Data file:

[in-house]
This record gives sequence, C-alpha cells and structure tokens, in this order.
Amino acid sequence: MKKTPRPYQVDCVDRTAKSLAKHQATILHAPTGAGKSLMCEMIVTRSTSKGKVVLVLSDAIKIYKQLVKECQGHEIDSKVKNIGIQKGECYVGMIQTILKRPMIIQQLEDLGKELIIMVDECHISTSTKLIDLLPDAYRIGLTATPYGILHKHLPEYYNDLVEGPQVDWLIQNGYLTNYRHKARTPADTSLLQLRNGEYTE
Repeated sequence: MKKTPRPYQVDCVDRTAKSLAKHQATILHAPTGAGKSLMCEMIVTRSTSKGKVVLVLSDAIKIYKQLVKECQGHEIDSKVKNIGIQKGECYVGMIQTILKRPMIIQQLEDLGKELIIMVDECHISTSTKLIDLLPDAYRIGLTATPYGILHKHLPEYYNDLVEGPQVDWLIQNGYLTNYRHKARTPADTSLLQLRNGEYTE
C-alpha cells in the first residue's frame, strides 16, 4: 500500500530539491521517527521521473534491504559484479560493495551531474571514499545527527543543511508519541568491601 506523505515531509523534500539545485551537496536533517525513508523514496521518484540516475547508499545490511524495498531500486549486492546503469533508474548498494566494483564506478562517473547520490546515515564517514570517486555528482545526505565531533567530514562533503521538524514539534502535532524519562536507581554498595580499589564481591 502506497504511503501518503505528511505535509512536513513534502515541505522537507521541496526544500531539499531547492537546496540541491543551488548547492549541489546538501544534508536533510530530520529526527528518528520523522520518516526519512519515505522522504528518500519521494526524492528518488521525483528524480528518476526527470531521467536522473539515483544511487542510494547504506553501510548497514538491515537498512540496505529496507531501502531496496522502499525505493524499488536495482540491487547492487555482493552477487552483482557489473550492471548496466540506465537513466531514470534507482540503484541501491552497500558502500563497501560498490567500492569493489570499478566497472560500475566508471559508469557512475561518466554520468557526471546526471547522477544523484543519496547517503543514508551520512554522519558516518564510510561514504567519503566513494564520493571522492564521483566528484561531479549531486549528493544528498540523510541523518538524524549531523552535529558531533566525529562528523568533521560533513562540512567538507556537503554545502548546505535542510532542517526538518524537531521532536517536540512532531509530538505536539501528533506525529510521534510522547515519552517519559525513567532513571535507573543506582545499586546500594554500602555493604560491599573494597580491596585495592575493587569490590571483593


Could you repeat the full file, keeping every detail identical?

[in-house]
This record gives sequence, C-alpha cells and structure tokens, in this order.
Amino acid sequence: MKKTPRPYQVDCVDRTAKSLAKHQATILHAPTGAGKSLMCEMIVTRSTSKGKVVLVLSDAIKIYKQLVKECQGHEIDSKVKNIGIQKGECYVGMIQTILKRPMIIQQLEDLGKELIIMVDECHISTSTKLIDLLPDAYRIGLTATPYGILHKHLPEYYNDLVEGPQVDWLIQNGYLTNYRHKARTPADTSLLQLRNGEYTE
Repeated sequence: MKKTPRPYQVDCVDRTAKSLAKHQATILHAPTGAGKSLMCEMIVTRSTSKGKVVLVLSDAIKIYKQLVKECQGHEIDSKVKNIGIQKGECYVGMIQTILKRPMIIQQLEDLGKELIIMVDECHISTSTKLIDLLPDAYRIGLTATPYGILHKHLPEYYNDLVEGPQVDWLIQNGYLTNYRHKARTPADTSLLQLRNGEYTE
C-alpha cells in the first residue's frame, strides 16, 4: 500500500530539491521517527521521473534491504559484479560493495551531474571514499545527527543543511508519541568491601 506523505515531509523534500539545485551537496536533517525513508523514496521518484540516475547508499545490511524495498531500486549486492546503469533508474548498494566494483564506478562517473547520490546515515564517514570517486555528482545526505565531533567530514562533503521538524514539534502535532524519562536507581554498595580499589564481591 502506497504511503501518503505528511505535509512536513513534502515541505522537507521541496526544500531539499531547492537546496540541491543551488548547492549541489546538501544534508536533510530530520529526527528518528520523522520518516526519512519515505522522504528518500519521494526524492528518488521525483528524480528518476526527470531521467536522473539515483544511487542510494547504506553501510548497514538491515537498512540496505529496507531501502531496496522502499525505493524499488536495482540491487547492487555482493552477487552483482557489473550492471548496466540506465537513466531514470534507482540503484541501491552497500558502500563497501560498490567500492569493489570499478566497472560500475566508471559508469557512475561518466554520468557526471546526471547522477544523484543519496547517503543514508551520512554522519558516518564510510561514504567519503566513494564520493571522492564521483566528484561531479549531486549528493544528498540523510541523518538524524549531523552535529558531533566525529562528523568533521560533513562540512567538507556537503554545502548546505535542510532542517526538518524537531521532536517536540512532531509530538505536539501528533506525529510521534510522547515519552517519559525513567532513571535507573543506582545499586546500594554500602555493604560491599573494597580491596585495592575493587569490590571483593